At other moments the prophecies (such as they are) are darkly astringent. The part of the Sibyl herself, memorably danced by Teresa Phuti Mojela, twists and shudders on a spotlit platform, casting a vast moving shadow across the words “you will be led away at dawn”, “no place will resist destruction”, “fresh graves are everywhere.” Throughout, the piece is supported and given coherence by that astonishing choral music: plaintive, gorgeous, terrifying – until you really do feel, as the libretto suggests, that “heaven is talking in a foreign tongue”.

In a key interlude called “Rorschach”, giant inky silhouettes are thrown against the curtain and slowly start to turn. It’s a revolution in both senses. A leaf becomes an ampersand, a tree becomes a typewriter, pausing to yield moments of crazy coherence. At last, everything is doubled and transformed and is resolved, just as the Sibyl’s leaves, in Dante’s retelling of the myth, become the pages of the Divine Comedy. That old artistic sleight of hand, the magical summoning of order out of disorder, is curiously satisfying.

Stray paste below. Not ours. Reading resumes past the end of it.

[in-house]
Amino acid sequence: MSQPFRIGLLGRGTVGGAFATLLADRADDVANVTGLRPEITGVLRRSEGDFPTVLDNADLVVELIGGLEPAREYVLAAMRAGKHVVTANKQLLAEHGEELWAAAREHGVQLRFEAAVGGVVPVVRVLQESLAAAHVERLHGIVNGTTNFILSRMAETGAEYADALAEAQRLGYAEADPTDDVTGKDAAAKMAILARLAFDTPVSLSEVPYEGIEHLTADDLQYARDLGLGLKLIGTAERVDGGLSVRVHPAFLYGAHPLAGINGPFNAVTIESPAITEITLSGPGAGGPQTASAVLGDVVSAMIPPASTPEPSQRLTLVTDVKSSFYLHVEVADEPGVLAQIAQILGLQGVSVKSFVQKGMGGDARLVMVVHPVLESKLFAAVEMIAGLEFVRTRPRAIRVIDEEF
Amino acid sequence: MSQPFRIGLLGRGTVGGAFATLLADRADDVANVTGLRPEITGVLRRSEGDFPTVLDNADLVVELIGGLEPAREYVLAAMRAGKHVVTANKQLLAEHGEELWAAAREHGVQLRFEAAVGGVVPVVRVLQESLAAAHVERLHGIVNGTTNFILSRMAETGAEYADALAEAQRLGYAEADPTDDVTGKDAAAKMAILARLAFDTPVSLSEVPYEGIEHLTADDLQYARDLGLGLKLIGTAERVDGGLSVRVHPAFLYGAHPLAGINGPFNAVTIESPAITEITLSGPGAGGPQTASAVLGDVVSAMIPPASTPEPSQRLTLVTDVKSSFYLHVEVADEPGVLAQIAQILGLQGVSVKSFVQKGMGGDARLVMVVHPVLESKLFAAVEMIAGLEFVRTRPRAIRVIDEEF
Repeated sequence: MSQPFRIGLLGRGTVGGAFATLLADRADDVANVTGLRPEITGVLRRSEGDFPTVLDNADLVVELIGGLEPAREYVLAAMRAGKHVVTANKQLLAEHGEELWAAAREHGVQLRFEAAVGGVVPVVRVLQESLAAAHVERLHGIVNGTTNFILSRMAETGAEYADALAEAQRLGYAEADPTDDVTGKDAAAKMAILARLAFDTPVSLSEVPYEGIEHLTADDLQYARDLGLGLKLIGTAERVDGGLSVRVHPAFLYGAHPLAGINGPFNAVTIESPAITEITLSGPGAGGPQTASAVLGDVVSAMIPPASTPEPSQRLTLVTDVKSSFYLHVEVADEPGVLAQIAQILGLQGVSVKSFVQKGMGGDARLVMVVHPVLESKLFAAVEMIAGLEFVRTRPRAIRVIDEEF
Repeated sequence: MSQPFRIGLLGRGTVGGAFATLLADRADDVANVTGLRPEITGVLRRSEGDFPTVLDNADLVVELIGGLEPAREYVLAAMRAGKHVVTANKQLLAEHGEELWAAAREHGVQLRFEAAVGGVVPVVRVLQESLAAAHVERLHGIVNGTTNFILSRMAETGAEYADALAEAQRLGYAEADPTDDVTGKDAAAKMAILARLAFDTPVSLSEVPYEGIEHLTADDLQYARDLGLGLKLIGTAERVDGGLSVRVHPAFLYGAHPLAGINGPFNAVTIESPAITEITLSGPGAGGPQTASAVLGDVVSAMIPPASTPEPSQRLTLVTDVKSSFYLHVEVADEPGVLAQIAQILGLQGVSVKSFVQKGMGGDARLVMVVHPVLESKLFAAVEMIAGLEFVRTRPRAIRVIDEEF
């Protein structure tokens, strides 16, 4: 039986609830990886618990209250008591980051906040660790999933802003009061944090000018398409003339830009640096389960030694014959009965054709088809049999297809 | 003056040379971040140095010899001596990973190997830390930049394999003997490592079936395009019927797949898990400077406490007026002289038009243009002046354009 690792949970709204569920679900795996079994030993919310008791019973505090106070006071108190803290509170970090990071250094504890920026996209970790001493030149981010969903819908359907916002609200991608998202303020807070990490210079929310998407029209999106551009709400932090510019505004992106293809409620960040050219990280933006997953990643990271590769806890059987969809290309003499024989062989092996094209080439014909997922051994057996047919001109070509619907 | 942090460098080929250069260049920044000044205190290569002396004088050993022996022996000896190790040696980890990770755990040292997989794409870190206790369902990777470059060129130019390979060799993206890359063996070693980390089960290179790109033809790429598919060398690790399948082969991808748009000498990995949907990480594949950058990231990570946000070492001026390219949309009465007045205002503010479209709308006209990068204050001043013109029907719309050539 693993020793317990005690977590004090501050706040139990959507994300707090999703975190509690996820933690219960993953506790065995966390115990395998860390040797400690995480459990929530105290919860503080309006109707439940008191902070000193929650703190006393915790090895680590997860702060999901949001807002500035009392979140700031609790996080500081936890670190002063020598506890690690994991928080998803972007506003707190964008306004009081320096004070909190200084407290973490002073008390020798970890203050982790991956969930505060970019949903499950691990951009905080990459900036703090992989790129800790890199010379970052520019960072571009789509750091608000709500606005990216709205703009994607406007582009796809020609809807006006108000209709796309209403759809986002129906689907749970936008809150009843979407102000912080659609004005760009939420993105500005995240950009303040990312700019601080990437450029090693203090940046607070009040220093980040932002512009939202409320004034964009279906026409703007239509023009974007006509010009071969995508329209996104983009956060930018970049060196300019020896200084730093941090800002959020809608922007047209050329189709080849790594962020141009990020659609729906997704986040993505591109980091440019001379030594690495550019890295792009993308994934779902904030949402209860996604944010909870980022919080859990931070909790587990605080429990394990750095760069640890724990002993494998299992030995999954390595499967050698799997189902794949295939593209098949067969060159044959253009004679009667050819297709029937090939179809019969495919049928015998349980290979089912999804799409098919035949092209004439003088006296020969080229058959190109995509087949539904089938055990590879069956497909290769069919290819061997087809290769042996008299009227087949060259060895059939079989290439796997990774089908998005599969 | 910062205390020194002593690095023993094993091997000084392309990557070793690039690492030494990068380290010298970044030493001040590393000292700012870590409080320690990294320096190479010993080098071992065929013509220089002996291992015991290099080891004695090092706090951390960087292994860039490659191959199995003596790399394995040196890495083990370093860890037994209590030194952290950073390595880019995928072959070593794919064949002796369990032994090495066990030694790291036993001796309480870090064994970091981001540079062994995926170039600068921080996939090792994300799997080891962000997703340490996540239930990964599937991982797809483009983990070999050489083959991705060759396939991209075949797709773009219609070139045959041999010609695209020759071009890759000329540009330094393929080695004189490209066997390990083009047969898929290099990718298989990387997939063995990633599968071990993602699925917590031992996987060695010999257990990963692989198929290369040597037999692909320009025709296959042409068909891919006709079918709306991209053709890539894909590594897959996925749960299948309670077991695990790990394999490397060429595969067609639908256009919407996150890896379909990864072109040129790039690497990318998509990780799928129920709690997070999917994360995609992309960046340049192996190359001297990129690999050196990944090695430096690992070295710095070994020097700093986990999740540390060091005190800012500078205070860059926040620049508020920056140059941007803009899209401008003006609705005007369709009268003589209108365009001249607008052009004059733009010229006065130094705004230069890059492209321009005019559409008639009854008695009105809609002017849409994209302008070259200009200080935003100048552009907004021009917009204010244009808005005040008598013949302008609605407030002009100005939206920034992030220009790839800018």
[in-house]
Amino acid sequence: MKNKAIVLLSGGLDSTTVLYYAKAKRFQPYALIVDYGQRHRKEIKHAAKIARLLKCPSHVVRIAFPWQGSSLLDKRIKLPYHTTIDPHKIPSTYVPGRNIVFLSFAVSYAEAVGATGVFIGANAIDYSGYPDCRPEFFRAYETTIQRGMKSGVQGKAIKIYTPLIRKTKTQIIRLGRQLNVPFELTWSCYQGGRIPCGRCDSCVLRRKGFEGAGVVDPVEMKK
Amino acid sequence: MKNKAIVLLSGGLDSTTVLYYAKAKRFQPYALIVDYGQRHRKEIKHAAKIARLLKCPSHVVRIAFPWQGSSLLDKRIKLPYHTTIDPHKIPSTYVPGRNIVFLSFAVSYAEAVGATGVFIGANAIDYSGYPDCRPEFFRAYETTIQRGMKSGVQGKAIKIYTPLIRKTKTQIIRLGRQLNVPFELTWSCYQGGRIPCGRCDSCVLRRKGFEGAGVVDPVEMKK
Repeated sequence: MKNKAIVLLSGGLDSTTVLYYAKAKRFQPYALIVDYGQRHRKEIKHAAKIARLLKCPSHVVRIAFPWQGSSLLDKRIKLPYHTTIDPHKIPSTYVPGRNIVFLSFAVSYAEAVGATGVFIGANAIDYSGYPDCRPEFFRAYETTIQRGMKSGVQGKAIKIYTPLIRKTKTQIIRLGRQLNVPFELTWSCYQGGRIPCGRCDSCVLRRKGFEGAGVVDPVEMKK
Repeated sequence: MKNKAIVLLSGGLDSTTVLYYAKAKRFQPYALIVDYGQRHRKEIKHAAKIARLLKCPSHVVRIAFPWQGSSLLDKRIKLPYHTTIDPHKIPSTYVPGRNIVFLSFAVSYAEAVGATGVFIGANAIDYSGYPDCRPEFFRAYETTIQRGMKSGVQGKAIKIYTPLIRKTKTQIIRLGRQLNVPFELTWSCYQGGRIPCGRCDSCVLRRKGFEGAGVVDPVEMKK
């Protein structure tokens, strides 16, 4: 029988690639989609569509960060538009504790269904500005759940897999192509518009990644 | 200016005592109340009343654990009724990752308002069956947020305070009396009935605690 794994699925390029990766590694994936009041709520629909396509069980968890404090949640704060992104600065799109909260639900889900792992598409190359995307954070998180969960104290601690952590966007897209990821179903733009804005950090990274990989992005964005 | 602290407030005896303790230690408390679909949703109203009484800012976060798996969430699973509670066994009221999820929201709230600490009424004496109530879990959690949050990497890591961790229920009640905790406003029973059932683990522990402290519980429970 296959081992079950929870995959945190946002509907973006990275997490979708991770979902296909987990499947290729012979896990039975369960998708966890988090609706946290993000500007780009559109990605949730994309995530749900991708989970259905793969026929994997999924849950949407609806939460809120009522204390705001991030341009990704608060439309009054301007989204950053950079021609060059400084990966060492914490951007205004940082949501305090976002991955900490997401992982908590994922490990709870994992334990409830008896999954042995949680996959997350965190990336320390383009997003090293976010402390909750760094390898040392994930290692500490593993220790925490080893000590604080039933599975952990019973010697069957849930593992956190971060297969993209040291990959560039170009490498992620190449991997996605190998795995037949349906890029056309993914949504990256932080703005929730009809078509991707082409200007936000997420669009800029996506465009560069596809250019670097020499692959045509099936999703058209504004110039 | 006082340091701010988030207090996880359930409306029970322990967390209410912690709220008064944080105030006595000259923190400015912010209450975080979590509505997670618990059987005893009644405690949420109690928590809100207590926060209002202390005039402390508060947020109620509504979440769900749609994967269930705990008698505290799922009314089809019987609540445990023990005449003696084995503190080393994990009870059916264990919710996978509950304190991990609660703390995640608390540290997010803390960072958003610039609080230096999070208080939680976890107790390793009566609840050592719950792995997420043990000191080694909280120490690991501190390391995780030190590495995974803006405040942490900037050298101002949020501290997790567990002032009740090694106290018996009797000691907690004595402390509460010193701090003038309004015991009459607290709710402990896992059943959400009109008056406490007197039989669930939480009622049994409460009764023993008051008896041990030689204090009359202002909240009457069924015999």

“Resist the Greek tragedies”, the libretto cautions. “You will (for 20 minutes) have great happiness./ It is not enough/ (but it is not nothing).” By now, though, we no longer want to resist. Art, like love, may not be enough. But it is not nothing. As the climax arrives, the main male vocalist, Xolisile Bongwana, begins a mesmeric recitative about the inevitability of death, discarding the Sibyl’s pages as he goes. And at the same time the superb leading female vocalist, Zandile Hlatshwayo, flanked by that whirling shadow and the pages of the libretto flashed onto the screen, takes us unhesitatingly into four or five searing minutes of resignation to the chaos and futility of it all, and a sweetness so painful that you hold your breath, hoping it will never end. Who would have thought it? “Something has been postponed” – not uncertainty, exactly, but fear, perhaps – through art, or love, or both. If only you could bottle it, or buy a recording.

Elizabeth Lowry‘s new novel, The Chosenis reviewed in this week’sTLS